All four corners of the vehicle feature a double A-arm suspension, with almost all components made of forged aluminium to reduce unsprung weight. There’s always the option of adding more fade-resistant carbon-ceramic disc brakes, but this will set you back $13,750. The factory-standard metal brakes, squeezed by six-piston calipers in front and four-piston calipers in back, are plenty good—unless you plan on spending all day every day at the track. 

Step into a first-class cabin

This is exactly what we went to Mosport to do. As soon as we got the green light, I darted into a black GT S. The interior was spectacular, combining red, black and silver. From the leather with red stitching, the oversize dials, the sublime leather-swathed steering wheel and the judicious use of carbon fibre, it was a true AMG work of art. You won’t find anything better on the market today.  

Some people didn’t like the big console, but I did. I had all the space I needed and I quickly found a comfortable driving position. A flat footrest is included, obviously. One thing I found tricky was recording my preferred seat settings using the buttons on the side of the seat. Their position makes them impossible to see. The only other annoyance was the gear selector, which is set too far back on the console. It should have been positioned ahead of the touchpad and clunky control knob. 

During our first lap, the track was very cold, as the outside temperature was just 5 degrees. But at least the asphalt was dry. Danny Kok (pronounced “Coke”), the head instructor of the advanced driving program at AMG Academy, led the pack in an SL 63 AMG with 577 horsepower. 

After a quick spin to heat the tires, Danny picked up the pace! 

Variable skies over an outstanding track 

My colleague Simon Dion-Viens, who happens to be an experienced runner, stayed right on Danny’s heels. After braking hard on the Moss double-corner, the red lights flashed and an alarm sounded—and my seatbelt yanked me back and crushed me into my seat. The emergency brake assist system (BAS) proved very effective, but not terribly comfortable. Not really designed for the tight confines of a track, it can be deactivated in Race mode, but I never got the chance to try it personally. It might be a good idea.

We switched from Sport mode to Sport Plus, and I noticed that shifting at higher revs made the GT S more responsive on corners. I set it back to Sport mode, as the V8 offers lots of torque at all speeds. In both modes, the sport exhaust flaps are open. 

The vehicle released a fantastic rumble as we accelerated down the track, which is neither straight, nor flat, nor smooth. But I found its sound less captivating than the sweet purr emitted by the C 63 sedan on the Portimão circuit. I never expected this, since it’s the same engine.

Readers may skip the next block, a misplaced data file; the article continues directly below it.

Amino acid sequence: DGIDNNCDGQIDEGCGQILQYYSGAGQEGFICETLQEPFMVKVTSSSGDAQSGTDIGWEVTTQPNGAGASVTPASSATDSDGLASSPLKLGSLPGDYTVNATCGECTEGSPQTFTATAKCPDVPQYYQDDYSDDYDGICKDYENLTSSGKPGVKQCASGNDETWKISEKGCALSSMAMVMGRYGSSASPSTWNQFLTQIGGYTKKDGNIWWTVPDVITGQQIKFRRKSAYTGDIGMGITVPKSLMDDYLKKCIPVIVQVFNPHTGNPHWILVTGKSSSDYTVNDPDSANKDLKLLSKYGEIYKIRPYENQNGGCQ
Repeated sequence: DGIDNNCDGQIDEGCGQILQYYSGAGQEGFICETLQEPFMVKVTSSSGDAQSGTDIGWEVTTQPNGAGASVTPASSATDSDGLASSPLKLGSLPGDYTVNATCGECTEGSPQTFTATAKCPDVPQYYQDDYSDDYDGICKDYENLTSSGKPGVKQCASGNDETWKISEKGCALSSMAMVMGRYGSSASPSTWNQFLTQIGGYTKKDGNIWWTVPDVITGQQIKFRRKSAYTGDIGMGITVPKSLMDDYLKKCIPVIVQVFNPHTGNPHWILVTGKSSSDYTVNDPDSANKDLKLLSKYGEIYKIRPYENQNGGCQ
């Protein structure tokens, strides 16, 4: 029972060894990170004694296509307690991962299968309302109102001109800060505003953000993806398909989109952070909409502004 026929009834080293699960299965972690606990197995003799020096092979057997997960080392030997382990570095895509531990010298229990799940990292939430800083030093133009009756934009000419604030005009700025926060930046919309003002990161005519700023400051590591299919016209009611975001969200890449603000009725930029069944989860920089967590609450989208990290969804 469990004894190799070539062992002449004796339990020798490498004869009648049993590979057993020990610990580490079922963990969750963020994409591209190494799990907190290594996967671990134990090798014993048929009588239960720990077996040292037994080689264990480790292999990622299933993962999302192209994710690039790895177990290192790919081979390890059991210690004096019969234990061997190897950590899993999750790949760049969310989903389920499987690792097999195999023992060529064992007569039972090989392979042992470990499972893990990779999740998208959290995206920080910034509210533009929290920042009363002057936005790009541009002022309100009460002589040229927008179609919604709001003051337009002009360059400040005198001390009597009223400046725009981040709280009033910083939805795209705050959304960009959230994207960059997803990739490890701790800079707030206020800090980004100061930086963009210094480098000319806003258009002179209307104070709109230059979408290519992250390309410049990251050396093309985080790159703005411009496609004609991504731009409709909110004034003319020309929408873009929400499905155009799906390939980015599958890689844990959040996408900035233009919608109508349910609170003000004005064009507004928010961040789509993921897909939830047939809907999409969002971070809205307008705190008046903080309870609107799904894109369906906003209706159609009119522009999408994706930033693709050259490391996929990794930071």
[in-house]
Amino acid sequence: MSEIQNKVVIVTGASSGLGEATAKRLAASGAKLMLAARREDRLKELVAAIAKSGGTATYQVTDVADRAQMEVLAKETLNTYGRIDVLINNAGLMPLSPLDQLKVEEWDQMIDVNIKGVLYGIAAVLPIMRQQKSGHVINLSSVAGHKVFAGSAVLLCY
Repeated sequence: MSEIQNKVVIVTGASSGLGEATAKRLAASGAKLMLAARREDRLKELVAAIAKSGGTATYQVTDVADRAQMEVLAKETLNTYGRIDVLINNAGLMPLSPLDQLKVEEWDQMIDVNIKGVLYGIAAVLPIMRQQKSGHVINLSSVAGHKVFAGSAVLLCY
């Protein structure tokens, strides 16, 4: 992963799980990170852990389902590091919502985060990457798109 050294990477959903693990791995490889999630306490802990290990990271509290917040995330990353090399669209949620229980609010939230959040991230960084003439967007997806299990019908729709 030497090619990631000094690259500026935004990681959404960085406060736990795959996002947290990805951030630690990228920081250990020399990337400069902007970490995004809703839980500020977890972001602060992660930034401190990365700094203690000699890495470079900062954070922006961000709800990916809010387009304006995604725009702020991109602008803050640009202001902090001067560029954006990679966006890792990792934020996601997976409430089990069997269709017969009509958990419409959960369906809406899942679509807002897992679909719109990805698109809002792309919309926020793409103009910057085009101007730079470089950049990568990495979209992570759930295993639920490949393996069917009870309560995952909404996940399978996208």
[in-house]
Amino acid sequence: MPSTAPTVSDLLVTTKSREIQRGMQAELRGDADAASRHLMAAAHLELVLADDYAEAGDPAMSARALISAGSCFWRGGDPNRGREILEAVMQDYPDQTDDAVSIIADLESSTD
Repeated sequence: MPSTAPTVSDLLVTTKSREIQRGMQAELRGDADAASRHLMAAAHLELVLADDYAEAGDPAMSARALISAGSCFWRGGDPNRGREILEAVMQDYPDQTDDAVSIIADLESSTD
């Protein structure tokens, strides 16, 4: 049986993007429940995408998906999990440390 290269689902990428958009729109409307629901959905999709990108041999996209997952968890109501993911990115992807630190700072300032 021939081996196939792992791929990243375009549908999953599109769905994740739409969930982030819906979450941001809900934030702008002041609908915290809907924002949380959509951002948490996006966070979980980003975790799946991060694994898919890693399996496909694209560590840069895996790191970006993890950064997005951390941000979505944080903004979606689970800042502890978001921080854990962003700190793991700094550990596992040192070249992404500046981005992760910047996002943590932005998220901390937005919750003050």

When it was my turn to follow the SL, I pushed the vehicle past 240 km/h and then braked hard for the seemingly endless Corner 8. I managed to keep just far enough from Danny’s bumper to avoid activating the brake system, lest my chest get compressed again. That’s a lesson I learned quickly!

The GT S is precise, balanced and stable in the corners. It’s also more agile than the SLS. Half-way between a 911 and an F-Type coupe, you might say. It even remained predictable when the track was flooded with rain and peppered with hail (this happened twice!). The rear end sometimes gets away from you and the variable-assist power is light and sometimes stingy on feedback when taking corners. 

A short stint on the access road allowed us to confirm that Comfort mode offers a very good ride. One thing is for sure, the GT lives up to its initials and can hold its head high among the best of the best. We’ll be keeping an eye on it for sure! 

Share on Facebook

More on the subject

NewsHere Is The Mercedes-AMG GT
After the Mercedes-Benz SLS went away, the manufacturer was without a proper sports car in its lineup. Sure, there were AMG versions of the E,C and S-Class, but nothing that could go up against the Porsche 911, BMW Z4 and Jaguar F-Type. We were eagerly awaiting the unveiling of the …
NewsMercedes Launches Two Divisions And Revises Its Model Names
For years, the logic underlying Mercedes-Benz model naming was fairly easy to understand. Then came a profusion of new models that complicated things, but it was mainly the process of reducing engine capacities in recent years that has generated the most confusion. Whereas in the past, the model name indicated …
NewsAn Italian Superbike With AMG Flavour
We recently talked about the alliance between Mercedes-Benz and bike manufacturer MV Agusta. In October of last year, the German automaker bought 25% of the Italian bike builder in an attempt to follow in the footsteps of VW (which had just recently purchased Ducati). To celebrate their union, both brands …
NewsGreener than the Green Hell: Meet the Mercedes-AMG GT R
Last week, Mercedes-AMG revealed to the world an even sharper version of its GT supercar, because yes, the GT CLEARLY wasn’t fast enough as it was. The GT R is painted in a very eye-searing shade of green. First of all, let’s talk about the looks. One of the most …
Comments